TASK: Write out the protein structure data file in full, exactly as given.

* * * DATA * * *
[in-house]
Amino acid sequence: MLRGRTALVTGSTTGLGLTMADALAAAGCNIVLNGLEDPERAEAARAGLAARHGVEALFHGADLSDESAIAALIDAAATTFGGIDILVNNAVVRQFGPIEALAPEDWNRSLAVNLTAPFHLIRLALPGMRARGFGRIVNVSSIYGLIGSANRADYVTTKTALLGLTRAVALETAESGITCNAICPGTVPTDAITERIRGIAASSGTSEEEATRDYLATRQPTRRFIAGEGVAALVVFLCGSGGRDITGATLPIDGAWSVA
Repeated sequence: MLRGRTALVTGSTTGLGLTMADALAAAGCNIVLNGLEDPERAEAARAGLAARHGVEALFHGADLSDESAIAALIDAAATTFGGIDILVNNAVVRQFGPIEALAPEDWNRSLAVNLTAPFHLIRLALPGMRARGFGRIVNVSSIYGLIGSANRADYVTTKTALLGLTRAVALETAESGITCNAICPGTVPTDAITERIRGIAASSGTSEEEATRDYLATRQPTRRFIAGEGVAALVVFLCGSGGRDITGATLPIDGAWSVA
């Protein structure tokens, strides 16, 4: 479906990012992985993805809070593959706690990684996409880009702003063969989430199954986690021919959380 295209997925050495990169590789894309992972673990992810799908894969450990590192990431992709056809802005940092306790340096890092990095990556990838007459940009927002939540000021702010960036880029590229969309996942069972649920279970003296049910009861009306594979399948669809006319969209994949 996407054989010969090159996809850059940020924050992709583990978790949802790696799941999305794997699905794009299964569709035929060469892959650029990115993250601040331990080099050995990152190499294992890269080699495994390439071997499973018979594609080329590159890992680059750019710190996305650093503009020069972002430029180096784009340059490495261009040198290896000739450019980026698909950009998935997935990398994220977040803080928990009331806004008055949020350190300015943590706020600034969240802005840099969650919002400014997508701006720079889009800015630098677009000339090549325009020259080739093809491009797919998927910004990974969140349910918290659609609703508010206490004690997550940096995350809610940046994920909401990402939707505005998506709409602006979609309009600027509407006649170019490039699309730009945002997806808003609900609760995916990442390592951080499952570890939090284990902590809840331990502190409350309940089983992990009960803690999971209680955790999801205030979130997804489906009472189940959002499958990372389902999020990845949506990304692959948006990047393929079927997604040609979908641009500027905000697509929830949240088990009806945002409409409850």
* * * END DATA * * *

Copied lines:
[in-house]
Amino acid sequence: MLRGRTALVTGSTTGLGLTMADALAAAGCNIVLNGLEDPERAEAARAGLAARHGVEALFHGADLSDESAIAALIDAAATTFGGIDILVNNAVVRQFGPIEALAPEDWNRSLAVNLTAPFHLIRLALPGMRARGFGRIVNVSSIYGLIGSANRADYVTTKTALLGLTRAVALETAESGITCNAICPGTVPTDAITERIRGIAASSGTSEEEATRDYLATRQPTRRFIAGEGVAALVVFLCGSGGRDITGATLPIDGAWSVA
Repeated sequence: MLRGRTALVTGSTTGLGLTMADALAAAGCNIVLNGLEDPERAEAARAGLAARHGVEALFHGADLSDESAIAALIDAAATTFGGIDILVNNAVVRQFGPIEALAPEDWNRSLAVNLTAPFHLIRLALPGMRARGFGRIVNVSSIYGLIGSANRADYVTTKTALLGLTRAVALETAESGITCNAICPGTVPTDAITERIRGIAASSGTSEEEATRDYLATRQPTRRFIAGEGVAALVVFLCGSGGRDITGATLPIDGAWSVA
């Protein structure tokens, strides 16, 4: 479906990012992985993805809070593959706690990684996409880009702003063969989430199954986690021919959380 295209997925050495990169590789894309992972673990992810799908894969450990590192990431992709056809802005940092306790340096890092990095990556990838007459940009927002939540000021702010960036880029590229969309996942069972649920279970003296049910009861009306594979399948669809006319969209994949 996407054989010969090159996809850059940020924050992709583990978790949802790696799941999305794997699905794009299964569709035929060469892959650029990115993250601040331990080099050995990152190499294992890269080699495994390439071997499973018979594609080329590159890992680059750019710190996305650093503009020069972002430029180096784009340059490495261009040198290896000739450019980026698909950009998935997935990398994220977040803080928990009331806004008055949020350190300015943590706020600034969240802005840099969650919002400014997508701006720079889009800015630098677009000339090549325009020259080739093809491009797919998927910004990974969140349910918290659609609703508010206490004690997550940096995350809610940046994920909401990402939707505005998506709409602006979609309009600027509407006649170019490039699309730009945002997806808003609900609760995916990442390592951080499952570890939090284990902590809840331990502190409350309940089983992990009960803690999971209680955790999801205030979130997804489906009472189940959002499958990372389902999020990845949506990304692959948006990047393929079927997604040609979908641009500027905000697509929830949240088990009806945002409409409850």